A new tardigrade species has been identified in Japan, according to a study published February 28, 2018 in the open-access journal PLOS ONE by Daniel Stec from the Jagiellonian University, Poland, and colleagues.
Tardigrades are microscopic metazoans that are found all over the world, and there were 167 known species from Japan. For decades, the globally distributed Macrobiotus hufelandi complex has been represented only by the nominal taxon M. hufelandi, but currently numerous species within the complex are recognised.
In this study, Stec and colleagues describe a new tardigrade species of the hufelandi group, Macrobiotus shonaicus sp. nov., from East Asia. The researchers collected a sample of moss from a car park in Japan and examined it for tardigrades, extracting 10 individuals from the sample, which were used to start a laboratory culture to obtain more individuals required for the range of analyses. They then used phase contrast light microscopy (PCM) and scanning electron microscopy (SEM) as well as analyzed the DNA for four molecular markers to characterize the new species and determine where it fit in the phylogenetic tree.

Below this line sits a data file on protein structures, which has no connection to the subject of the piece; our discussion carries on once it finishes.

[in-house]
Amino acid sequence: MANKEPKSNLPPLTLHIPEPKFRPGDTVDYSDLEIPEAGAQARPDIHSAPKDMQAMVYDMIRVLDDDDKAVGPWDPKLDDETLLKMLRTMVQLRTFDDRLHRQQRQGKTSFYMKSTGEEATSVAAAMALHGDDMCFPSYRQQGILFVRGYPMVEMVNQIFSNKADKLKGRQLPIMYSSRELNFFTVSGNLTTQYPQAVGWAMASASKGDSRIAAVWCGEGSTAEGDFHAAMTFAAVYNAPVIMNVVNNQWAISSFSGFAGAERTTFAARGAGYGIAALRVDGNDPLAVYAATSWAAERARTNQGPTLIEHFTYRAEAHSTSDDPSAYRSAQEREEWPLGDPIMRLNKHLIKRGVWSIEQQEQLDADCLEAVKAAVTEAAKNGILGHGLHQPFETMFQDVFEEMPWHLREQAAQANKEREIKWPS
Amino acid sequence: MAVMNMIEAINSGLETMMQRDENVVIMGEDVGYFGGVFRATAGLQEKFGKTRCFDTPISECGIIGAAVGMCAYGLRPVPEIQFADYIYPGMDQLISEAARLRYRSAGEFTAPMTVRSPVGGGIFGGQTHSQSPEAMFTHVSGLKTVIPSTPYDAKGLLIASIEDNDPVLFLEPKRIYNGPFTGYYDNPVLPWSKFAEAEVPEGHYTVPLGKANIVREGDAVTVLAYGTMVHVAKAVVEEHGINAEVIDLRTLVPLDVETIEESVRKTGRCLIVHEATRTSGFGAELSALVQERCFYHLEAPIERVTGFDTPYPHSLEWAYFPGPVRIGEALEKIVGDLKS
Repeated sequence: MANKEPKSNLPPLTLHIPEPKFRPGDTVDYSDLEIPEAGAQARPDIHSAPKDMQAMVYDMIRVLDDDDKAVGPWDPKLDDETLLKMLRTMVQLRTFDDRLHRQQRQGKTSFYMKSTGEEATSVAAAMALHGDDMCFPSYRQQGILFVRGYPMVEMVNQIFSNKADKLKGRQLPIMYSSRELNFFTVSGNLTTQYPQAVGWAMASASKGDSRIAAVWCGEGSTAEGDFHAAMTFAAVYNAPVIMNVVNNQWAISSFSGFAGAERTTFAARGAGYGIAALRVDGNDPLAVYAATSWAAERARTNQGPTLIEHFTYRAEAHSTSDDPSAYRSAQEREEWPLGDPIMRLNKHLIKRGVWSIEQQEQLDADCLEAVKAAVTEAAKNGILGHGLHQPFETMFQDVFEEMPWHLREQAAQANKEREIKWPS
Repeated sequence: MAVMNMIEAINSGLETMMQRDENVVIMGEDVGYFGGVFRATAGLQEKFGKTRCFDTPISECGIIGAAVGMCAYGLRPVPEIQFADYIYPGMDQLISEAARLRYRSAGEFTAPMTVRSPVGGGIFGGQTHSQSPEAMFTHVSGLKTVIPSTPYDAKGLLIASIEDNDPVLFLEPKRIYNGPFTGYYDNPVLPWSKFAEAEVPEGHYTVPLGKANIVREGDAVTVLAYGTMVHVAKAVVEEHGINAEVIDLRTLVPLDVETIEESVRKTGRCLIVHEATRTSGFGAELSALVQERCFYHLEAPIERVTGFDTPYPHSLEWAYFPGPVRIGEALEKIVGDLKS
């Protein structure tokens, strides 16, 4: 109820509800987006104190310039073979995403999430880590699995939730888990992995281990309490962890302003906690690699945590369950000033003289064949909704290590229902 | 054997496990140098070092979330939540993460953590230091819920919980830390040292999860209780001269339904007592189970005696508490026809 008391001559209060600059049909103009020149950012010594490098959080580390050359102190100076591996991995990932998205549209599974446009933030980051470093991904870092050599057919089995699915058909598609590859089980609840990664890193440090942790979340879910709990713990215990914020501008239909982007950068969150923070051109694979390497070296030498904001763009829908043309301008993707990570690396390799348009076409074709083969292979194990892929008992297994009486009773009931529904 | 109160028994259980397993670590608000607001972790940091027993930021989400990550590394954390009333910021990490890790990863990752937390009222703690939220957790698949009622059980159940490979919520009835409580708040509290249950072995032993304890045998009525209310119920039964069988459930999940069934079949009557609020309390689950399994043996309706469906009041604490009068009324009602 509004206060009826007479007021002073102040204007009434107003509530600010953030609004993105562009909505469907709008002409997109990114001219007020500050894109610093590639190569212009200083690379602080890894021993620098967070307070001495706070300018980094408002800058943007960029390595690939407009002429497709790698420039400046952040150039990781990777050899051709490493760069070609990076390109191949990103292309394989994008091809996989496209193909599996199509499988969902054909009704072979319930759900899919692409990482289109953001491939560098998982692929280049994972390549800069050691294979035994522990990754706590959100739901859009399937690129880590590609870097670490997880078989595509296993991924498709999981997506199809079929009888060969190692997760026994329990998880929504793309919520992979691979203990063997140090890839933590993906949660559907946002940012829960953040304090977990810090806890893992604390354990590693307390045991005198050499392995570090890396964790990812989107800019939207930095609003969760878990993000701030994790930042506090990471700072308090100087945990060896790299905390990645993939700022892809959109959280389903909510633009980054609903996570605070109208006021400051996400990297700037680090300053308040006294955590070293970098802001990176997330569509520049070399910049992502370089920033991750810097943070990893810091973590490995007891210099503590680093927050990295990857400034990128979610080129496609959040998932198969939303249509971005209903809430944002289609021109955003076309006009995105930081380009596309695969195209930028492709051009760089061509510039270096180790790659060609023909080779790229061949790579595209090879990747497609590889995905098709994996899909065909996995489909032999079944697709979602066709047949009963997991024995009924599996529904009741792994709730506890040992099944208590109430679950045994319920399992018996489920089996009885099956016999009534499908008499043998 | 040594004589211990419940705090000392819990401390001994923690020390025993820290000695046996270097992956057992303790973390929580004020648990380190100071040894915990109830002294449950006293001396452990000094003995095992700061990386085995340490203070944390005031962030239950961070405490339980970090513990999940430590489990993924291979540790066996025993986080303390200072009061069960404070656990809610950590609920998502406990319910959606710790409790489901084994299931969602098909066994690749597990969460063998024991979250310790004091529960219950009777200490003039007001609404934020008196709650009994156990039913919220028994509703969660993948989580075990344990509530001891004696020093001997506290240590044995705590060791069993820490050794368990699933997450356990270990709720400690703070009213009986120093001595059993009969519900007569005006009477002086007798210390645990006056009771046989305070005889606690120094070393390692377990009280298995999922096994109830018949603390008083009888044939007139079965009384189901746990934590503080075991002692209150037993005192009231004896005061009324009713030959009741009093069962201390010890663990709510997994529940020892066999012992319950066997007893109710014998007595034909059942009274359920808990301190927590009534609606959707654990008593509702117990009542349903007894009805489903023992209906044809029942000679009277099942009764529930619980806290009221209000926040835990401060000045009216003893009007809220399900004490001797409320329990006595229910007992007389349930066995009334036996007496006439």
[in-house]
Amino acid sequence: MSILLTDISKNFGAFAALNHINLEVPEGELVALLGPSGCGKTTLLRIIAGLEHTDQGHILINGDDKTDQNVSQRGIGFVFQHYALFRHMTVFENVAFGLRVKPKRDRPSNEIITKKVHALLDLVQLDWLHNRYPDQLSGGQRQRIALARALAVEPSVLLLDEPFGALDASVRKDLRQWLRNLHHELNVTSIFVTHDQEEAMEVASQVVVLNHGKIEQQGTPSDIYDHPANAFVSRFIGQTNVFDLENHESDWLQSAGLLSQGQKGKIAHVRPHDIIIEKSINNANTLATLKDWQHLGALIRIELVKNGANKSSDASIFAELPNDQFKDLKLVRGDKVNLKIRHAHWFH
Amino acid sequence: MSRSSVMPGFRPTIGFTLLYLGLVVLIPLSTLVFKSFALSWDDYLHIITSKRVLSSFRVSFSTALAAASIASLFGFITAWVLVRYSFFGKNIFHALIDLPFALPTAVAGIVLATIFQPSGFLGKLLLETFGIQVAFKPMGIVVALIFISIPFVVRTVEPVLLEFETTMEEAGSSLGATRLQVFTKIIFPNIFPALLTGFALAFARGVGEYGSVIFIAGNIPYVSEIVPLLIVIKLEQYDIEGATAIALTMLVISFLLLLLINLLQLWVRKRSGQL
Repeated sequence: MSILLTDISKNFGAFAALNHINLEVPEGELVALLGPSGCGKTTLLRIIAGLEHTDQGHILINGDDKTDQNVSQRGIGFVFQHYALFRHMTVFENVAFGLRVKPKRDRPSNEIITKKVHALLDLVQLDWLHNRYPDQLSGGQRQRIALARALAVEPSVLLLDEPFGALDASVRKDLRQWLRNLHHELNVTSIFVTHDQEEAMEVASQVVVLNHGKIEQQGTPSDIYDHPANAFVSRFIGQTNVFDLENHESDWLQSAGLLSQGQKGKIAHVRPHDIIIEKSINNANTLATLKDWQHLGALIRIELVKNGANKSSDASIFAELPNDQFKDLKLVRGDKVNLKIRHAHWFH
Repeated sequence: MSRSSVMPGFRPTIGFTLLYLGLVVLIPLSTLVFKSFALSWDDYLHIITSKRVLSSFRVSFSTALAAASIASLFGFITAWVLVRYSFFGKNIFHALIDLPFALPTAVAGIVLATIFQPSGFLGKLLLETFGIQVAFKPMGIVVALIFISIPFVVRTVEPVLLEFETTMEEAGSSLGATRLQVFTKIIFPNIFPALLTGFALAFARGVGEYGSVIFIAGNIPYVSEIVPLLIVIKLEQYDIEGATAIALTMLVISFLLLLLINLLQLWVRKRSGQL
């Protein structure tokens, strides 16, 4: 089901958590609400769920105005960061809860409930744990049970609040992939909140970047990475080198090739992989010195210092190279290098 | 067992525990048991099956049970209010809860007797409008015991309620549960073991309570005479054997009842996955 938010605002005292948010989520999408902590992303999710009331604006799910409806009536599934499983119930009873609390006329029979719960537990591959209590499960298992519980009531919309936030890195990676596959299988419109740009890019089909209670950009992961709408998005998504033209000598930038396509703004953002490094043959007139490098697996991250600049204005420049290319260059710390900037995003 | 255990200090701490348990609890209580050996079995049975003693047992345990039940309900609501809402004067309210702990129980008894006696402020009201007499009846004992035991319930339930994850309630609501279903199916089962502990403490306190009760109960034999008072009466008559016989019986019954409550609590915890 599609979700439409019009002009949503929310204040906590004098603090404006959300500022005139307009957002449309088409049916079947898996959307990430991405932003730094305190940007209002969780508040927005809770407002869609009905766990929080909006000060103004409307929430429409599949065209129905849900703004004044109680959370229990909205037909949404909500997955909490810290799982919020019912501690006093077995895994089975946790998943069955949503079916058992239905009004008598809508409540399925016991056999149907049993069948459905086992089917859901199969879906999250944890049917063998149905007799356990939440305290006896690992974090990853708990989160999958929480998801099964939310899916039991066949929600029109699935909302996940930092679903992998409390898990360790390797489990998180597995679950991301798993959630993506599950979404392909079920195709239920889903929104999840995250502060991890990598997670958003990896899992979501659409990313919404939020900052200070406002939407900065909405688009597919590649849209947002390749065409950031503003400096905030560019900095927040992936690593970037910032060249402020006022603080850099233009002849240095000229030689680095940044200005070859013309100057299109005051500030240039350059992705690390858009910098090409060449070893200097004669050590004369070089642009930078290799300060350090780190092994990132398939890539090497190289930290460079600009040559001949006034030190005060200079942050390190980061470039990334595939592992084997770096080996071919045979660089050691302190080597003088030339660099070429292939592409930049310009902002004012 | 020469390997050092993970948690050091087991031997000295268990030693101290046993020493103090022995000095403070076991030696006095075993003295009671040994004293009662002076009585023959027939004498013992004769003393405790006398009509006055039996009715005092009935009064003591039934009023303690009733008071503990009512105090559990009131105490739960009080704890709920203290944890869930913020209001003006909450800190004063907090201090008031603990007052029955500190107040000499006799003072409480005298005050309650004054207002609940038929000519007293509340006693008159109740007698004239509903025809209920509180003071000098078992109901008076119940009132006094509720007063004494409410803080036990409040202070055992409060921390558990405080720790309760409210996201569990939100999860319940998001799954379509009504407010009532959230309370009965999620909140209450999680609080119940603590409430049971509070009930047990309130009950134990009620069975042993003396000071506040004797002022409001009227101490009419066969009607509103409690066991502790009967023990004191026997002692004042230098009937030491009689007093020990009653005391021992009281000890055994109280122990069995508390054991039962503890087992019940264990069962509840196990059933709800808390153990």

To distinguish between different tardigrade species, the researchers paid special attention to their eggs. This new tardigrade species has a solid egg surface, placing it in the persimilis subgroup within the hufelandi complex. The eggs also have flexible filaments attached, resembling those of two other recently described species, Macrobiotus paulinae from Africa and Macrobiotus polypiformis from South America.
The researchers' phylogenetic and morphological analysis identifies M. shonaicus sp. nov. as a new species within the M. hufelandi complex, increasing the number of known tardigrade species from Japan to 168.
Co-author Kazuharu Arakawa says: "We revisit the large and long-standing Macrobiotus hufelandi group of tardigrades, originally described by Schultze in 1834 and where M. shonaicus also belongs, and suggest that the group contains two clades with different egg morphology."
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PLOS ONE (2018). DOI: 10.1371/journal.pone.0192210